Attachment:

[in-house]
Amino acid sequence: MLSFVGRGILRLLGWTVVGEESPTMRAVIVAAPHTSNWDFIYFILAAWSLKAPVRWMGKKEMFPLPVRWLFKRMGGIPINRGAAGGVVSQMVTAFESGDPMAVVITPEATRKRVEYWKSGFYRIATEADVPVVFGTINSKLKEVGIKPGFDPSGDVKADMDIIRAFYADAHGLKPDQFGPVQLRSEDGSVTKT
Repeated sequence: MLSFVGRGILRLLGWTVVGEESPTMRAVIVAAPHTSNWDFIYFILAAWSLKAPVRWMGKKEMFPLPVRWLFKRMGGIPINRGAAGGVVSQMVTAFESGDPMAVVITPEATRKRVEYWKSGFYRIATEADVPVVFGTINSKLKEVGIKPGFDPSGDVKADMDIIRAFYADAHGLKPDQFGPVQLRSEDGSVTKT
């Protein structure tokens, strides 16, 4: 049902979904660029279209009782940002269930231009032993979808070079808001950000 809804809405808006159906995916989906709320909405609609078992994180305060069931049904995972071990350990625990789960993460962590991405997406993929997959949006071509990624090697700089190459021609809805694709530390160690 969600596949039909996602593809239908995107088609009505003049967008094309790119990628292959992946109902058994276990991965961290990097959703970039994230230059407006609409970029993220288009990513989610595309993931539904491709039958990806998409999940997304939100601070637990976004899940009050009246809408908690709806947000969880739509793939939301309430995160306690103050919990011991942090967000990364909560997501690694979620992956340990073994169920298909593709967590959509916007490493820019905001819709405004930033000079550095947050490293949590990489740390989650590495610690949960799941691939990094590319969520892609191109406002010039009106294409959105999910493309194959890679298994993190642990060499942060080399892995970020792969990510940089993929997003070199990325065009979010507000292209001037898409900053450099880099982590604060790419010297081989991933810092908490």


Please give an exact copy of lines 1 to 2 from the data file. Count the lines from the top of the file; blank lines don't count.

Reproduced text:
[in-house]
Amino acid sequence: MLSFVGRGILRLLGWTVVGEESPTMRAVIVAAPHTSNWDFIYFILAAWSLKAPVRWMGKKEMFPLPVRWLFKRMGGIPINRGAAGGVVSQMVTAFESGDPMAVVITPEATRKRVEYWKSGFYRIATEADVPVVFGTINSKLKEVGIKPGFDPSGDVKADMDIIRAFYADAHGLKPDQFGPVQLRSEDGSVTKT